RBA's Debelle Says Inflation May Be Weaker Than Data ShowBy
CPI overstated by average 0.25 ppt between index re-weightings
Deputy Governor makes speech about uncertainty and policy
Australia’s inflation could be weaker than recent data showed because of lengthy intervals between the re-weighting of the consumer price index, central bank Deputy Governor Guy Debelle said.
Over time, households gravitate toward cheaper products and away from rising prices, but it takes a long time for the basket of goods in the CPI to adjust and reflect that change, he said in a speech prepared for delivery in Sydney Thursday.
“Because of substitution bias, history suggests that measured CPI inflation has been overstated by an average of 0.25 percentage point in the period between expenditure share updates,” Debelle said. “Going forward, the Australian Bureau of Statistics will update the expenditure shares annually, rather than every five or six years. This will reduce substitution bias.”
Data Wednesday showed core inflation unexpectedly slowed in the third quarter despite soaring power prices; moreover, there’s little prospect of a near-term acceleration as economists expect the re-weighting to shave 0.2-0.3 percentage point from CPI. The RBA targets annual inflation of 2 percent to 3 percent and neither the core or headline rates reached the lower level of that range.
“From a policy point of view, the inflation target is sufficiently flexible to accommodate the bias, given its relatively small size,” Debelle said.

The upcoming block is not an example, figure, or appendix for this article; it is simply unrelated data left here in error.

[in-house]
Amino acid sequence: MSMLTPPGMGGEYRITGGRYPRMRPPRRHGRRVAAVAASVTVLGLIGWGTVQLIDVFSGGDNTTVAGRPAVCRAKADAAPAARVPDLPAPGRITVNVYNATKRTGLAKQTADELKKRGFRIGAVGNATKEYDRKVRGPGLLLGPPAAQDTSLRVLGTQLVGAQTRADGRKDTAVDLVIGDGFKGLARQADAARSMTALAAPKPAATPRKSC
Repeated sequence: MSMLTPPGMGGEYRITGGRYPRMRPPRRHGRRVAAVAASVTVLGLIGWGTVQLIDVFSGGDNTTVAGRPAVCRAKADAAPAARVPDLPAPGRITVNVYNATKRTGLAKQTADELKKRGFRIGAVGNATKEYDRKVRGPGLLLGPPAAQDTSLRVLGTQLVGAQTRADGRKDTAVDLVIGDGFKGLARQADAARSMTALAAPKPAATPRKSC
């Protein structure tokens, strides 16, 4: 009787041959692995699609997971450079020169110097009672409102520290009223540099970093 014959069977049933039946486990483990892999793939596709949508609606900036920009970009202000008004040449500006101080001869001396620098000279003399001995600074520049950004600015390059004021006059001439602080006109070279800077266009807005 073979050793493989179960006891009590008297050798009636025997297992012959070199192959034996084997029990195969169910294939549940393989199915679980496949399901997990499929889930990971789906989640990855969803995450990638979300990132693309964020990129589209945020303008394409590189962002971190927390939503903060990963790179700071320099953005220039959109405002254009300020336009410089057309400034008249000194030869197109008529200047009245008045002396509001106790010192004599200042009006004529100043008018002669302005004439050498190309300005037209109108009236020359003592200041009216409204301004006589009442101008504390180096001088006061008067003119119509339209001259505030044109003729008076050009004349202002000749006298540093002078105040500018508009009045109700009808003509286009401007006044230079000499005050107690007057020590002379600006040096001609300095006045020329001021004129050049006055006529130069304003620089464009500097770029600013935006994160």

The RBA has kept its key interest rate at a record-low 1.5 percent since August last year as it aims to boost confidence among firms and households. Policy makers sought to avoid further inflaming house prices by using macro-prudential policies that have helped slow property prices in Sydney. Traders are pricing in a more than 50 percent chance of a hike only in August 2018.
Debelle’s speech ranged across the uncertainties of forecasting inflation, economic growth and unemployment and said that interaction with companies and executives was helpful. “Of particular benefit is our business liaison program, which can give us an indication of whether wage and price pressures are starting to emerge in particular parts of the economy,” he said.
Australia is in the midst of a burst of hiring and unemployment has fallen to 5.5 percent from 5.9 percent in the past six months. Yet underemployment remains elevated. Meanwhile, the U.S., Germany and Japan are near or below full employment and still have subdued wage and price inflation.
“There still remains a sizable degree of spare capacity in the labor market,” Debelle said. “Our forecast is that spare capacity will be gradually reduced in the period ahead. But, as it is reduced, we will be alert to the possibility that these developments we see in other labor markets, in terms of subdued inflation in the face of minimal spare capacity, occur here too.”
In a question-and-answer session after the speech, Debelle reiterated that inflation and wages are expected to go up, but only gradually. Low wages and price outcomes are a global phenomenon and remain a mystery, he said.
On forecasts, the RBA deputy said there would be changes for key indicators in the quarterly Statement on Monetary Policy due out in November. Rather than providing ranges of, say, 2-3 percent for inflation, they will use forecasts to the nearest quarter point.